They mentioned it in last preview twitch stream.
What’s holding it back so long? You already have a way to exports assets as text.
Assets are not 100% reflection-based serialization, they contain custom serialized data and bulk data. The output of the reflection-based serialization (e.g., T3D) is also not very nice to look at or work with, and can be fragile (e.g., if you were to edit one half of a reciprocal pointer while renaming an object but not the other half you’re going to get an error or silent failure on import). There’s also load time performance to consider and ensure there is no unacceptable regression.
There’s a big difference between a proof-of-concept that works for only fully reflected assets and a robust solution for all assets that is readable when diffing and has a decent chance of auto-merge working when users make non-conflicting edits.
What if the bulk data was stored separately (in a .ubulk file next to the .uasset)? Merging a mesh or texture doesn’t make any sense so that’d be one problem solved.
Files that are ‘tied together’ by fiat are a nightmare when doing merges; it’d be entirely up to human effort to avoid doing accept mine on the text file and their’s on the binary file, or vis versa. Bulk data isn’t the only custom serialized stuff though; UStaticMesh::Serialize is a good example of a bunch of custom-serialized properties that you probably do want in the mergeable file rather than sidecars.
Seems like all of that custom serialization code has to be rewritten at some point to support this. The earlier the better!
Chiming in yet again to add more color. Although I love the idea of someday getting to the point where I can see uassets in a form that is actually understandable by humans (i.e. not only in a text format, but also formatted in such a way that you can make sense of it), I want to stress that just getting us to a text-based format during development would still be a huge, huge win even if the data is still too complex and cumbersome to grok completely. Please let me share two examples that I spent a bunch of time on this morning:
(1) During development, files are frequently marked as modified when nothing in them has actually changed (from a version control perspective at least). I have no doubt that the file’s last-mod timestamp has been tickled, and maybe the file was regenerated, but nothing /really/ changed, and so marking them as changed in version control muddies up the object histories with a bunch of false entries. Worse, when this happens, you never really know what to do, and that’s the frustrating thing. You can just go ahead and commit the change, but that seems like a terrible idea (because you’re committing a change without really knowing what the change is).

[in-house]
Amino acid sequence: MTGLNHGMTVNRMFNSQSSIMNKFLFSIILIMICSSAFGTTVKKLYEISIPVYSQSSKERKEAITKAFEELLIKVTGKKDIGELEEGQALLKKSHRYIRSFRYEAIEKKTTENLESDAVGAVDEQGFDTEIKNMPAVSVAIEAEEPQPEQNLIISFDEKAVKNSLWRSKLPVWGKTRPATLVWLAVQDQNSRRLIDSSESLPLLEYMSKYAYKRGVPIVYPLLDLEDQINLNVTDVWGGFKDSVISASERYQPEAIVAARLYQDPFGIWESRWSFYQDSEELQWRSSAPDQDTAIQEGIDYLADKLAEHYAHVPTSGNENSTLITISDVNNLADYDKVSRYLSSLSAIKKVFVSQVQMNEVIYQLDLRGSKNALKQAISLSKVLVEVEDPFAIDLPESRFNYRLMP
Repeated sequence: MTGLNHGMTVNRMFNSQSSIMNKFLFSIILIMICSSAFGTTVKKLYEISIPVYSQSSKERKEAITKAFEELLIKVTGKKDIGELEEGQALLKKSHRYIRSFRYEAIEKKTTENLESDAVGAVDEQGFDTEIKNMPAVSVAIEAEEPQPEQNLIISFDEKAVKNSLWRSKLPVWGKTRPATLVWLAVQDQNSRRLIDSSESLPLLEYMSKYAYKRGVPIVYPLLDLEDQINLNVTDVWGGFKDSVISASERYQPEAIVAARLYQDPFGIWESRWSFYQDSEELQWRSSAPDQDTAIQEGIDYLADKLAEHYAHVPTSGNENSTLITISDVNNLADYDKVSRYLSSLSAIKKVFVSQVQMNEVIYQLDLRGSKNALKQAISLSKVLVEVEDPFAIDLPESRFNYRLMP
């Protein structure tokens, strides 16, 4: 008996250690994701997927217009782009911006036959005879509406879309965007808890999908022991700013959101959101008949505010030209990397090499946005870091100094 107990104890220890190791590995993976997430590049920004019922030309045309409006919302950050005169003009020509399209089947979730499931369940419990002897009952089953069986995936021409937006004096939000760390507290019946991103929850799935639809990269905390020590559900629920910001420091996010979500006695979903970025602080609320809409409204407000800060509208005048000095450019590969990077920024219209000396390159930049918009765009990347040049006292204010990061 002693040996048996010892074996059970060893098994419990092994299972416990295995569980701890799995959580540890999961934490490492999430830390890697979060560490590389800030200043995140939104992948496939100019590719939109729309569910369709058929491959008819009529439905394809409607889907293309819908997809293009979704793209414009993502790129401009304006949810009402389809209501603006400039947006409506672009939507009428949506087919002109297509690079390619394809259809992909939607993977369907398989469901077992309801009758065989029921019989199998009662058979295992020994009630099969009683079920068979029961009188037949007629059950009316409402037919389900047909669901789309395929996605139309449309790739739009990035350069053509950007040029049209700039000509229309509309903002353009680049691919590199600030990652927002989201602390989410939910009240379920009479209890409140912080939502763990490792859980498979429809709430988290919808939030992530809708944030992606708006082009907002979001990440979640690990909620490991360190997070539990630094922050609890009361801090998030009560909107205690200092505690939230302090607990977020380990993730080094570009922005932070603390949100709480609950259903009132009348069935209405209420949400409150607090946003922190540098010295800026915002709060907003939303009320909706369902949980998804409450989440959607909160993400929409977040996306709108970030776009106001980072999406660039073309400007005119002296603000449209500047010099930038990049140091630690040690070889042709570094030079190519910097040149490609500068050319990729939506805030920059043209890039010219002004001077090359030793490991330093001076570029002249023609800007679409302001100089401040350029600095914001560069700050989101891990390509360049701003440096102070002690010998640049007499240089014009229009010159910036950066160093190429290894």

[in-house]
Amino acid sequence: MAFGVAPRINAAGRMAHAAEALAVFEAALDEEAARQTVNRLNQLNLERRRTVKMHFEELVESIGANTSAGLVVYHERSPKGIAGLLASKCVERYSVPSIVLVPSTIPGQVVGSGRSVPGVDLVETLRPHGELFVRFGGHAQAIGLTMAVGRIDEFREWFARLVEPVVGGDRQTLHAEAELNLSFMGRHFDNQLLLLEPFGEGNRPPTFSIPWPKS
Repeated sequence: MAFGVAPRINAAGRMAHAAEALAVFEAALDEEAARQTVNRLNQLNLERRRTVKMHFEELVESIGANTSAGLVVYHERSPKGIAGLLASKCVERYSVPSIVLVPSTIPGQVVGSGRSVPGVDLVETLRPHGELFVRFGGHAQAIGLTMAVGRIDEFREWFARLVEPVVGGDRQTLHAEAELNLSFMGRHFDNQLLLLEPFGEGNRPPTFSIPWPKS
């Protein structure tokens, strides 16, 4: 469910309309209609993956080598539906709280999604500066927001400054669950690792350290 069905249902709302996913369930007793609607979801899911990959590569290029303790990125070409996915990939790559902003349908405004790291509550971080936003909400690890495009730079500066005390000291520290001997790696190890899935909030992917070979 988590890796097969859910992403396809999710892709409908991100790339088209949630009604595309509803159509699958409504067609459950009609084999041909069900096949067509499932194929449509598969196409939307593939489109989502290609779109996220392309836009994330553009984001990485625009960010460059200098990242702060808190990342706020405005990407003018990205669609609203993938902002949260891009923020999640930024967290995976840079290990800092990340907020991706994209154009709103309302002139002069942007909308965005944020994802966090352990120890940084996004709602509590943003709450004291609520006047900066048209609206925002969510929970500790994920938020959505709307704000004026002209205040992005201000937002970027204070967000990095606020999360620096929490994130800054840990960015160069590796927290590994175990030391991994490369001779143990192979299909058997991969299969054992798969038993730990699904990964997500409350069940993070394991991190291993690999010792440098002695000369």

Worse, a common side effect of this is that it creates spurious merge conflicts - if I’m working on one asset, and another developer is working on another asset, then in theory we shouldn’t ever really run into conflicts. Granted, UE4 does all sorts of magic so maybe a direct comparison to editing text-based files (such as a .cpp file) is not fair, but it’s very common for completely spurious changes to happen too.
This morning I modified a BP base class and after saving my changes, it was marked as modified (as expected) but all of the subclasses were also marked as modified too. Seemed odd, but maybe it was legit?
Before committing my changes, I updated from version control and it aborted with conflicts, because another member of the team had modified one of those subclasses. So I reverted my local copies of the subclasses, stashed my change to the base class, pulled in the subclass changes from the other developer, and then applied my change to the base class.
When I fired up UE4, everything was fine and dandy - both my changes and the other developer’s changes were present and happily coexisting. Yay!
What surprised me, though, was that even after recompiling the BPs, the subclassed BPs were not marked as modified in version control. While that much is expected - because I had not modified them - it seems to prove that them being marked as modified earlier was incorrect. Either they should not have been marked as modified in the first place when I changed the parent class, or they should also be marked as modified after re-applying my changes and after taking the other developer’s changes. But for them to be marked modified in one case and not the other doesn’t seem right (not to mention being incredibly frustrating).